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Up here in the North Country, I have had a winter front installed on other cars. It covers part or all of the front grill to limit the flow of cold air to the radiator. Some people call it a grill block. You often see them on diesel trucks. It helps to heat up the car faster, and some people say it improves gas mileage, and I suppose perhaps electric range.

Has anyone done this with the Volt? Have you seen any benefit? Is there a simple DIY way to do it? It should be easy to install and remove, since you want to remove it for those warmer days of January thaw.
 

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The Gen 2 has that built into the grill and automated. There are shutters behind there that close off the grill when cold.
 

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Yup, used to do that all the time in Manitoba. Automatically done on Gen2 as mentioned. The Dodge RAM truck had similar shutters years ago (still?) that would be closed but open as required for aerodynamics. Not a new concept.
 

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The Gen2 shutters, afaik, are for aerodynamics only.

There's no need to keep the radiator from cooling down in the winter if the gas engine isn't on, is there?

Unless the cabin heat coolant flows across the front of the car (doubt it), I can't see the need but maybe there's more to it I don't know.
 

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The shutters should be closed for aerodynamics, open when air is needed to cool the three cooling systems. To cool the engine, battery and electronics (the three separate cooling systems) there has to be a radiator to dissipate the heat as well as one to dissipate the heat of the A/C compressor. Not sure if or how they are combined in a Volt. In the case of the engine that you don't want running too cold the thermostat closes off the rad if the cold air drops it too much. Back in the day we used to put a higher rated thermostat in for winter to get extra heat out of the system on those -20 to -40 degree days.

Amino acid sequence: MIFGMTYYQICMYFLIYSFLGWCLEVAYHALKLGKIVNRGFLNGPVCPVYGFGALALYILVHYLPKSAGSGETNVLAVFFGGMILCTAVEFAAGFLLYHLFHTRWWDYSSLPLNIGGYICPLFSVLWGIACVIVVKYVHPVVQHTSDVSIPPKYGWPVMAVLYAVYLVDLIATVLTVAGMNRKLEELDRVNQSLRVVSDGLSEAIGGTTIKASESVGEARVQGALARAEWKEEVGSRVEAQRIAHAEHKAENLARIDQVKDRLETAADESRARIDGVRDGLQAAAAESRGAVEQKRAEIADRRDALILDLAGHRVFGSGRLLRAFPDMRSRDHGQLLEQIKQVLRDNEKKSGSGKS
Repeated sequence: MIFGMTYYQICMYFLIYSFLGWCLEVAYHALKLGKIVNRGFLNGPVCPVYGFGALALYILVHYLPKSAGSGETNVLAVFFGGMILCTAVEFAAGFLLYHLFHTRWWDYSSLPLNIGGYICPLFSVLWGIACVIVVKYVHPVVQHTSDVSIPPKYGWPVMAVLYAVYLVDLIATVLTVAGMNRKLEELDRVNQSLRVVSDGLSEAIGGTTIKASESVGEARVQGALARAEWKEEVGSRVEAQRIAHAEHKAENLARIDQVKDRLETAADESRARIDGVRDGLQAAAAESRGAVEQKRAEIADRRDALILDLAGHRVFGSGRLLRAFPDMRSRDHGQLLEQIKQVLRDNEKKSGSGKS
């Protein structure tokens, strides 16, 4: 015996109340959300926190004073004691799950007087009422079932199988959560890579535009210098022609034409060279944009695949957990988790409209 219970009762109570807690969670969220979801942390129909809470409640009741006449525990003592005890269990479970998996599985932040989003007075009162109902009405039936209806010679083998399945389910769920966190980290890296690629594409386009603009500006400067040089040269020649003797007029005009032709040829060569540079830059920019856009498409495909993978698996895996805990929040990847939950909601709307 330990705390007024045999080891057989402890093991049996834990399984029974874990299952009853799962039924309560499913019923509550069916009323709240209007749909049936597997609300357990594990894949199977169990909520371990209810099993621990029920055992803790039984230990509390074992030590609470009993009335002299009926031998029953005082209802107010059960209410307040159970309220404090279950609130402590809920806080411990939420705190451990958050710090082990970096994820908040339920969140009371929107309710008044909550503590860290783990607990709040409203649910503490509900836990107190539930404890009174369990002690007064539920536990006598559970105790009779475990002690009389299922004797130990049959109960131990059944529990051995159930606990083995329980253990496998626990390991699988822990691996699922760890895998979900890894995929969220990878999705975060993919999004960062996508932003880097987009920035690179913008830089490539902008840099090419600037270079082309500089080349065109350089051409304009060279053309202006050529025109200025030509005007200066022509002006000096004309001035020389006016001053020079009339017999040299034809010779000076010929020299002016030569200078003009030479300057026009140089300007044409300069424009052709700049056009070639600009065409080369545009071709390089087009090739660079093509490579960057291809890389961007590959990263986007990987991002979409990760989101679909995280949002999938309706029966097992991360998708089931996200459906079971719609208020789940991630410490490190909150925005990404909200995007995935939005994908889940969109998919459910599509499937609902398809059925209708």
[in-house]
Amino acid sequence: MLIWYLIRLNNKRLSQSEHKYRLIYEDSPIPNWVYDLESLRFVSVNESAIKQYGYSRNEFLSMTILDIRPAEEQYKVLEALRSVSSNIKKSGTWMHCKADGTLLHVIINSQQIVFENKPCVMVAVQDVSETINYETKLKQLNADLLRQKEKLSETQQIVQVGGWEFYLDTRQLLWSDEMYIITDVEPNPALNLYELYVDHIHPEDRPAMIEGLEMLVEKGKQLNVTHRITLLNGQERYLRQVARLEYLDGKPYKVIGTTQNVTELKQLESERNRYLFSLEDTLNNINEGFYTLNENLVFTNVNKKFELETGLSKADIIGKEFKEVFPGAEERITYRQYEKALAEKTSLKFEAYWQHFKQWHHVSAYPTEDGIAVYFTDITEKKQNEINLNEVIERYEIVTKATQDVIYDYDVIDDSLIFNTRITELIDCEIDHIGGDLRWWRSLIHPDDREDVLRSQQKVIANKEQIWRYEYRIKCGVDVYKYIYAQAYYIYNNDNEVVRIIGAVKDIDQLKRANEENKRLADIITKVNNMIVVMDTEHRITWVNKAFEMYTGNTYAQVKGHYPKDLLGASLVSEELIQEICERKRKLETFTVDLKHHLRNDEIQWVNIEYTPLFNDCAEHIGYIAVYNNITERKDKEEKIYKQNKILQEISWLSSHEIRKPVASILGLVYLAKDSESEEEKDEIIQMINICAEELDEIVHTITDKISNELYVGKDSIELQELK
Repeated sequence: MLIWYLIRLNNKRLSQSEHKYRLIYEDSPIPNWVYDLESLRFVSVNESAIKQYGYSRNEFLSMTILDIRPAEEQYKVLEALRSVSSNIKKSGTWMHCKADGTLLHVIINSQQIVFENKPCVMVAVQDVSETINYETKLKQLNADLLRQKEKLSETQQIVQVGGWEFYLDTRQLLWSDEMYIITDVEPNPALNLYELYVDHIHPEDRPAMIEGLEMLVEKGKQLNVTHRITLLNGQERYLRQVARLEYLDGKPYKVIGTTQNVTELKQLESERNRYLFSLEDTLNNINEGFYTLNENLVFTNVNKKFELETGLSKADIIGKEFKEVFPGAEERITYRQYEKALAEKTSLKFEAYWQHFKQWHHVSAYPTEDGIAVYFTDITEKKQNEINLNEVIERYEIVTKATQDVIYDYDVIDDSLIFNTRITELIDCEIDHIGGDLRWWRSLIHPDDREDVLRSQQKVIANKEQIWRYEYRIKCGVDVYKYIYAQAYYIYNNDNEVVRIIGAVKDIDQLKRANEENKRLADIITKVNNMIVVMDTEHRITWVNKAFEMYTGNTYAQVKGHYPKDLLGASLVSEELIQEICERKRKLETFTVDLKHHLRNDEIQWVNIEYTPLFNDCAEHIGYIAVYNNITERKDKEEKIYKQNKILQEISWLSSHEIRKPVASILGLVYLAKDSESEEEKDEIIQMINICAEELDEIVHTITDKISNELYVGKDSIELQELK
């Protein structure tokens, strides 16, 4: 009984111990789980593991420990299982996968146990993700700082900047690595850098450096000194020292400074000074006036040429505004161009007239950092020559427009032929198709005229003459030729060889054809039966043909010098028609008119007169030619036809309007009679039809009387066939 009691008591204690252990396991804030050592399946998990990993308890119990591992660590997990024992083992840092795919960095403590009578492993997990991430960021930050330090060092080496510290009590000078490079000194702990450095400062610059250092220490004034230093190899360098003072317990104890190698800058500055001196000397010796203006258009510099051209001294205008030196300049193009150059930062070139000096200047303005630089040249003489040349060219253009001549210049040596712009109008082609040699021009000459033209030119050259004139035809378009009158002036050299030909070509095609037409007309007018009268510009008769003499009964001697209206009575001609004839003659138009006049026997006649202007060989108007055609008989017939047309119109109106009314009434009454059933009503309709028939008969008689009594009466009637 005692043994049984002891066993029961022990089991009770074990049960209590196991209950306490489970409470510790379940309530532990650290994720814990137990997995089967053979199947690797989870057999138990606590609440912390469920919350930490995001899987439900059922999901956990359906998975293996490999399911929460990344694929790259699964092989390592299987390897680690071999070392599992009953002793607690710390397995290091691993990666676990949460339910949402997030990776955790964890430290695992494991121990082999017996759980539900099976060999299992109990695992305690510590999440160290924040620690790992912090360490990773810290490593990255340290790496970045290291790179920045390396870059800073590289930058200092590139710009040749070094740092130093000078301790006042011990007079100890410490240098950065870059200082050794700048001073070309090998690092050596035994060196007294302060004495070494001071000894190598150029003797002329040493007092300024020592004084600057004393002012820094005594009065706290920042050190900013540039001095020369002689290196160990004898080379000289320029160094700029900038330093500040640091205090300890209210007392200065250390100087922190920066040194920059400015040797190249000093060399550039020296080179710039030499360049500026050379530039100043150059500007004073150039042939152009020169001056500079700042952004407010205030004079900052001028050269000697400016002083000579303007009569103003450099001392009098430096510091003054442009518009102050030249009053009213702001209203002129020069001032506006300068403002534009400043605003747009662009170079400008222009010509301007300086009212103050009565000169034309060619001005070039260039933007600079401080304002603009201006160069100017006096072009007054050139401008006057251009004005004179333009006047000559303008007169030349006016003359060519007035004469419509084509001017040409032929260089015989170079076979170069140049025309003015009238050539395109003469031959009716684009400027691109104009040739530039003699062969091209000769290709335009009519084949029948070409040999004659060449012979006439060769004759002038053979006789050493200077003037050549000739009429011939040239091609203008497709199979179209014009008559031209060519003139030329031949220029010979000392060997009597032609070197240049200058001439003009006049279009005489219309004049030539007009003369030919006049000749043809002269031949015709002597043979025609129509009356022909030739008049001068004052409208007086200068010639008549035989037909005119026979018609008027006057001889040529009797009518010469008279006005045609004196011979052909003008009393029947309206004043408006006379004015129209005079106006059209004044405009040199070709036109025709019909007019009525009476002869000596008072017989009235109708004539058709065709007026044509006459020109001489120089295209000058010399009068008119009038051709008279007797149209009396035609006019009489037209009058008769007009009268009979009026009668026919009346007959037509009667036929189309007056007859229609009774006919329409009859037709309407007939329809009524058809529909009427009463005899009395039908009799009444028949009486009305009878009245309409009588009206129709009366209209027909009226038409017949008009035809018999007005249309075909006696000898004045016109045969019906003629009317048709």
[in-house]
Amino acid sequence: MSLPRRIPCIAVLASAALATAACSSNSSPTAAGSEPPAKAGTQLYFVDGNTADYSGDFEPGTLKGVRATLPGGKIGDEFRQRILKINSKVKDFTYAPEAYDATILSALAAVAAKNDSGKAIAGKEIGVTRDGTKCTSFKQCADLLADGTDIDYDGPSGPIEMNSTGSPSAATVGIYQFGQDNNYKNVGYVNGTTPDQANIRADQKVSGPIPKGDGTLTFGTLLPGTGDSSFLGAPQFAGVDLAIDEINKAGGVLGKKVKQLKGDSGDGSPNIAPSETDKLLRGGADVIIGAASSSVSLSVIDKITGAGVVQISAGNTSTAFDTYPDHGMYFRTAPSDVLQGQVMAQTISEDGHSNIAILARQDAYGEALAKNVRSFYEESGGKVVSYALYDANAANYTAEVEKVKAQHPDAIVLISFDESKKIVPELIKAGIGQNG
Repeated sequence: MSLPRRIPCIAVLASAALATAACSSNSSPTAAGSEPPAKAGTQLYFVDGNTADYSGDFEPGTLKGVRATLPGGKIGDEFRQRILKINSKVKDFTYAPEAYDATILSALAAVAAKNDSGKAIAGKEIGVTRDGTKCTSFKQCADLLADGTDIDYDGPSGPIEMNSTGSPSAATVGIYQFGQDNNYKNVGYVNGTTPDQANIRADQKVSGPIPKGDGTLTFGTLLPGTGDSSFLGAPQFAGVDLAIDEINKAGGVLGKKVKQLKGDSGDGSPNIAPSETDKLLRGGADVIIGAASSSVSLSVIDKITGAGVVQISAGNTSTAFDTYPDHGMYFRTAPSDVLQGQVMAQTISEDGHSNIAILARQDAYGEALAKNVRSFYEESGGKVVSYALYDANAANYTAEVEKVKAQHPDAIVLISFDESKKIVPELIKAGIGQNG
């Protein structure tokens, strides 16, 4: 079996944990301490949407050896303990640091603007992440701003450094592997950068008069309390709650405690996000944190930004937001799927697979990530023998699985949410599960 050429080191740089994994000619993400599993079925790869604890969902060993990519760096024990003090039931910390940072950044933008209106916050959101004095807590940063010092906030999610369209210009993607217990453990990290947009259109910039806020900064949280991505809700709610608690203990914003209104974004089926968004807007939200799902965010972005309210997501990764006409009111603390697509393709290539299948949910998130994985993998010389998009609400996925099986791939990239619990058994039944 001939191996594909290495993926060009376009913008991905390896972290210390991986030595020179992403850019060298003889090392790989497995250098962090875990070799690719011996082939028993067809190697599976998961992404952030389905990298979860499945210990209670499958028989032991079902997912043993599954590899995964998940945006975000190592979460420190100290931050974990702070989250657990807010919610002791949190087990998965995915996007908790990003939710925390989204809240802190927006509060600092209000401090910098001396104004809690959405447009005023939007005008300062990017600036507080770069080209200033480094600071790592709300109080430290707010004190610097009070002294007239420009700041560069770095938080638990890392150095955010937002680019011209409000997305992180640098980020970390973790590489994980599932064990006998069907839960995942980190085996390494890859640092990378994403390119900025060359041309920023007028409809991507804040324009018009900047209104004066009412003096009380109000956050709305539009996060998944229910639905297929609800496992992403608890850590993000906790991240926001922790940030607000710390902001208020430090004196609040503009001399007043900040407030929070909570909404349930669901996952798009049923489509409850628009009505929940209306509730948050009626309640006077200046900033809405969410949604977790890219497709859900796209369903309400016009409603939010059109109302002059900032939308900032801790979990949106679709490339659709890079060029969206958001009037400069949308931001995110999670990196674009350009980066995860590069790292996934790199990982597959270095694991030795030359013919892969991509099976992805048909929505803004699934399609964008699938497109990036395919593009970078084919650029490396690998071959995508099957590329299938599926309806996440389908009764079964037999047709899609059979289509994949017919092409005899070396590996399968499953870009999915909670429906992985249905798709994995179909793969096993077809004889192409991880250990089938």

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In other words, let the car do what the engineers designed it to do (different times now from then) and the Volt was highly engineered.
 

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This idea may be applicable for Gen 1 owners. Gen 1 has no grill shutters. Also, the engines are running in cold weather due to ERDTT, so even if the radiator thermostat is closed, the cool air flowing through the engine compartment is cooling the block and making ERDTT use more gas.
 

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This idea may be applicable for Gen 1 owners. Gen 1 has no grill shutters. Also, the engines are running in cold weather due to ERDTT, so even if the radiator thermostat is closed, the cool air flowing through the engine compartment is cooling the block and making ERDTT use more gas.
Some have used foam tubes intended for copper water pipe insulation to block the Gen 1 shutter openings.
 

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I used to use those exact foam tubes as grille blocks on my old MKIV TDI Jetta. Fit like factory, and sure helped that cold diesel make heat in January...
 

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I've got some of those left over from insulating hot water pipes. Trouble is it rarely goes below freezing here so not really necessary. It was sunny and -4C this morning so did my first precondition on trip into town. Helped with range on way in but same ol' same ol' for running around town and going home. Ended up with the same 7+ Kw used (not sure of the fractions). But it was nice to not jump in a chilly car and to have the windows clear. Back up to above freezing and rain tomorrow.
 

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Those pipe insulators fit and look great. Too bad they won't fit when a VoltScreen is in place.
Drill some small holes in them and it might even make a better stone absorber than the screen while letting some air through. We need some Mythbusters experiments to see if that would work.
 

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Those pipe insulators fit and look great. Too bad they won't fit when a VoltScreen is in place.
They VoltScreen is held in place with 4 black plastic zip ties, Snip off, insert foam tubes. In spring, put the screen back on. Zip ties are pennies each.
 

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How does this help with the ERDTT sensor, any change?
It doesn't help at all. Pipe insulation blocks wind, it doesn't raise outside air temperatures. Stick a pice of pipe insulation in your freezer and see what happens :)
 
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